8.2 Million Copies in a Dash! The Strategy Behind the New Food Magazine Launch

November 16, 2010

2010 will probably be best remembered as the year of magazines-distributed-via-newspapers. The year that the little kid came to the aid of its big sibling by adding an infusion of blood and livelihood. In October 2010, the new Athlon Sports, aimed at a male audience, was launched with a 7 million circulation inside America’s newspapers. Last week the new Dash magazine was also launched via newspapers with a female audience in mind and a 8.2 million circulation.

Both are attempting to serve the 100 million daily newspaper readership (yes, you read that right, 100 million folks still read the printed newspaper every day in these United States of America). Athlon Sports is going after the 55 million male readers and Dash magazine is going after the remaining 45 million female readers. Read here what I wrote about the launch of Athlon Sports last month.

Dash is the new magazine from Parade, the granddaddy of all newspaper-magazines with a circulation of 32.5 million every week. Dash bills itself as the “go-to source for putting quick and delicious meals on the table during the week. It has a mix of fun, a bit of inspiration using America’s best-loved food brands and always a back-to-basics sensibility.” The magazine is aimed at women who balance work and home and are between the ages of 25 and 54. The November pre-launch issue is the first of what will become a monthly-frequency-publication starting in February of next year. It is the second newspaper magazine launched by Parade after their two-year-old Parade Healthy Style.

“If you know the reader, you can figure out the edit,” Maggie Murphy, Dash’s editorial director told me. And boy, do they know the reader! They have studied and researched their readers inside out. Women newspaper readers, while not big on buying food magazines, read the food section in the newspaper on a regular basis. They want food content that will help them put the food on the table in a “simple, fast and delicious” manner, as Dash’s tagline says.

Ms. Murphy joined Parade in June as editor of the weekly and editorial director of Parade Publications. Her first assignment was to create the prototype issue of Dash magazine in four weeks. Drawing in on the vast wealth of food content from sister company Condé Nast’s bon appétit, Gourmet and epicurious.com, in addition to Parade magazine itself, Ms. Murphy and her team were able to create a down-to-earth food magazine for that “dashing moment in the life of the busy women who have to put that meal in the oven and get it done in the time the kids are done with their homework.”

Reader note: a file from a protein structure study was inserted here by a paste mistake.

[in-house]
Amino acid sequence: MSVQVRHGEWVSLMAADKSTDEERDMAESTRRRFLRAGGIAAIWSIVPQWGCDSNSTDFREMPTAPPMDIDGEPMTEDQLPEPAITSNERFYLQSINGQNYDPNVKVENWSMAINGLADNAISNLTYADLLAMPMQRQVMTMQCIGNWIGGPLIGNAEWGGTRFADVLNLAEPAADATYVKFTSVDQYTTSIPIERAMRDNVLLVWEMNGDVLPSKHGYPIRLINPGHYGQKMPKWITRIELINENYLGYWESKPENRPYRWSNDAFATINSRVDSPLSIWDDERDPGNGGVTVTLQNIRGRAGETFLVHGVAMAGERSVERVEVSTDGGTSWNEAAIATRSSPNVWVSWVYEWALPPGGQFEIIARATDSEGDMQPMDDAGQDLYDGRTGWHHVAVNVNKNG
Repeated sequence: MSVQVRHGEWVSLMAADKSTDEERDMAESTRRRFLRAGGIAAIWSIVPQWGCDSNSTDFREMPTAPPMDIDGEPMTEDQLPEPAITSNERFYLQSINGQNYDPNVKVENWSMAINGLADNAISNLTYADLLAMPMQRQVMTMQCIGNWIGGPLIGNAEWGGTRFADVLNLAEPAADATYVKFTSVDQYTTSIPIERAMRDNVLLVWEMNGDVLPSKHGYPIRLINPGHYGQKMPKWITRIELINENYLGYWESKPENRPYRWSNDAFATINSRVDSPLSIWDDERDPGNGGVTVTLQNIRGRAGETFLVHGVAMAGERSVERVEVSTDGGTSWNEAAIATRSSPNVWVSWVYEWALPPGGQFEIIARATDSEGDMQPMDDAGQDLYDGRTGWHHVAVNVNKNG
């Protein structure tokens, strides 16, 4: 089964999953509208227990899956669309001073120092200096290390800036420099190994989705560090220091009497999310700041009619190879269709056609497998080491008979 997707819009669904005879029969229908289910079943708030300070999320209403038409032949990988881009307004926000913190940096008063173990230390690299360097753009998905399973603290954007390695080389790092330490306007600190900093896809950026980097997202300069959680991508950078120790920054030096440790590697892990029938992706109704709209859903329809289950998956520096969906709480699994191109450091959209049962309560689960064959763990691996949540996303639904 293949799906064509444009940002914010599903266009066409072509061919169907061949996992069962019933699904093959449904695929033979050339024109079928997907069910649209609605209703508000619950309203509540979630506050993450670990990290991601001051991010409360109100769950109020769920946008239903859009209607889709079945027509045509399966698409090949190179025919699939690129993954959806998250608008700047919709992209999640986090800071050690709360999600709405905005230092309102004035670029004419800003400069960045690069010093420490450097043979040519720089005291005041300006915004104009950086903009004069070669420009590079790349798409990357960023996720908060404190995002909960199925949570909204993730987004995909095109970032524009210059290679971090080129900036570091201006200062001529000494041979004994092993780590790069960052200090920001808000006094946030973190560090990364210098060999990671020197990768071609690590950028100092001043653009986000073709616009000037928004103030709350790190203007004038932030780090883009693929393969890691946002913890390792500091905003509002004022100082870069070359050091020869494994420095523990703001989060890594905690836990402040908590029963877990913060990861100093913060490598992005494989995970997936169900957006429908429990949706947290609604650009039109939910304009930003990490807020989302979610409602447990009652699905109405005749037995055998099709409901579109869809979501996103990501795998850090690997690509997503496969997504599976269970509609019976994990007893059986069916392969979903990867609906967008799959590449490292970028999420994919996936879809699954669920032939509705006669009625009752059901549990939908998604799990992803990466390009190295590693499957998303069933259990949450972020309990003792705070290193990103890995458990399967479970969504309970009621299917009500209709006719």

“The uniqueness of Dash is evident in three areas,” Tracy Altman, senior vice president of special projects at Parade, told me. “One is the lack of duplication from other food magazines; two is the unique audience that we are reaching; and three, the Condé Nast relationship.” Ms. Altman should know. She was the publisher at the Publishing Group of America’s Relish magazine, another mega-launch newspaper-magazine that was launched five years ago. ” We all had such a great time putting together the strategy for Dash,” Ms. Altman said. And the “We” of course refers to the many folks behind the launch of Dash, including Ms. Murphy and Allison Werder, senior vice president of business development under the leadership of Jack Haire, chief executive officer of Parade.

The Dash strategy includes the monthly magazine distributed on Wednesdays (best food day) mainly in the B and C county newspapers. In addition to the printed edition, Dash introduced dashrecipes.com, a daily digital offering that includes a recipe database in partnership with Epicurious.com. Also, a retail distribution plan is part of that strategy which includes a public placement program that will make the magazine available at local markets and food festivals nationwide.

So the next time you are dashing out of the world of print, take a look at Dash and the rest of the national magazines distributed via newspapers; you will be glad you did. It will reassure you that the printed medium is still very well and alive. The problem is not with the medium, as I have said time and time again; it is with the message. So, for a change, stop dashing out of print and stop and study the Dash strategy to launch a new magazine… there are plenty of lessons to be learned. On that note, you can dash out of this blog and go pick yourself up a copy of Dash, lighting a candle in the print tunnel rather than cursing the dark.


  1. Wonder how this will work with people switching newspaper reading to platforms like the iPad. I know several people, myself included, that have switched to receiving their daily newspaper on their iPad. We don’t get these inserts, which is fine by me. I am sure there are plenty of people who still take a daily newspaper, but I bet in 5 years the majority will be reading on a digital device.

  2. This strategy is so smart. The magazine is piggy-backing off so many resources: the newspaper, Epicurious and Conde Nast. Newspaper readers feel like they’re getting a treat by receiving this magazine, making them happy with the value of the magazine and the newspaper simultaneously. I can’t wait to see a copy of this magazine!

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